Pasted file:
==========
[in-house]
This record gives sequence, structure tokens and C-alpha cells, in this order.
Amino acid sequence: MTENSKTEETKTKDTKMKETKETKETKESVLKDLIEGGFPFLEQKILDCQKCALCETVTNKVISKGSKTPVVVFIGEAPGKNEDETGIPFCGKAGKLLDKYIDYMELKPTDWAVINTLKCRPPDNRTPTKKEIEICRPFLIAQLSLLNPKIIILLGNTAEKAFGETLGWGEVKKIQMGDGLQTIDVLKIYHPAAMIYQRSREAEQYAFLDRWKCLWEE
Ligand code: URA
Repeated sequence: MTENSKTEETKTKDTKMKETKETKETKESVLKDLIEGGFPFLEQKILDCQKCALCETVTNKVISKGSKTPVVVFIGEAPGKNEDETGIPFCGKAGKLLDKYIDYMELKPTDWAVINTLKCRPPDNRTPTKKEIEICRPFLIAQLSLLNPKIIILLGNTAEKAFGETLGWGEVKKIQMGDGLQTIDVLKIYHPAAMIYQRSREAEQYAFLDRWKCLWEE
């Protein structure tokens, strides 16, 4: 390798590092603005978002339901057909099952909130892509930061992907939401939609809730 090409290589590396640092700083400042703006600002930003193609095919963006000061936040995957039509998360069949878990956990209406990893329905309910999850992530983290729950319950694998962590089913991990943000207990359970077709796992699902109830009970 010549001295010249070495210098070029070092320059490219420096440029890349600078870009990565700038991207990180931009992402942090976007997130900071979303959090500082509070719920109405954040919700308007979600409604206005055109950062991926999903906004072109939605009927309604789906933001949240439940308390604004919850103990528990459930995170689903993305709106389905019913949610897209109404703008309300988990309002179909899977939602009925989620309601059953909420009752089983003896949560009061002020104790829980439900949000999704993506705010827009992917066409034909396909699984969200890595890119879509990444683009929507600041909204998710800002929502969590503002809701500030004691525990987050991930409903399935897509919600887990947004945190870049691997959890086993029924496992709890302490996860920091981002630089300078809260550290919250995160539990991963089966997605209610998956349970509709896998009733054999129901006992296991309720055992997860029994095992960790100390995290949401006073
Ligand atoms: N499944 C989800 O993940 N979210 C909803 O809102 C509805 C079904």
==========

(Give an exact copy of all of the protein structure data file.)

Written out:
[in-house]
This record gives sequence, structure tokens and C-alpha cells, in this order.
Amino acid sequence: MTENSKTEETKTKDTKMKETKETKETKESVLKDLIEGGFPFLEQKILDCQKCALCETVTNKVISKGSKTPVVVFIGEAPGKNEDETGIPFCGKAGKLLDKYIDYMELKPTDWAVINTLKCRPPDNRTPTKKEIEICRPFLIAQLSLLNPKIIILLGNTAEKAFGETLGWGEVKKIQMGDGLQTIDVLKIYHPAAMIYQRSREAEQYAFLDRWKCLWEE
Ligand code: URA
Repeated sequence: MTENSKTEETKTKDTKMKETKETKETKESVLKDLIEGGFPFLEQKILDCQKCALCETVTNKVISKGSKTPVVVFIGEAPGKNEDETGIPFCGKAGKLLDKYIDYMELKPTDWAVINTLKCRPPDNRTPTKKEIEICRPFLIAQLSLLNPKIIILLGNTAEKAFGETLGWGEVKKIQMGDGLQTIDVLKIYHPAAMIYQRSREAEQYAFLDRWKCLWEE
């Protein structure tokens, strides 16, 4: 390798590092603005978002339901057909099952909130892509930061992907939401939609809730 090409290589590396640092700083400042703006600002930003193609095919963006000061936040995957039509998360069949878990956990209406990893329905309910999850992530983290729950319950694998962590089913991990943000207990359970077709796992699902109830009970 010549001295010249070495210098070029070092320059490219420096440029890349600078870009990565700038991207990180931009992402942090976007997130900071979303959090500082509070719920109405954040919700308007979600409604206005055109950062991926999903906004072109939605009927309604789906933001949240439940308390604004919850103990528990459930995170689903993305709106389905019913949610897209109404703008309300988990309002179909899977939602009925989620309601059953909420009752089983003896949560009061002020104790829980439900949000999704993506705010827009992917066409034909396909699984969200890595890119879509990444683009929507600041909204998710800002929502969590503002809701500030004691525990987050991930409903399935897509919600887990947004945190870049691997959890086993029924496992709890302490996860920091981002630089300078809260550290919250995160539990991963089966997605209610998956349970509709896998009733054999129901006992296991309720055992997860029994095992960790100390995290949401006073
Ligand atoms: N499944 C989800 O993940 N979210 C909803 O809102 C509805 C079904």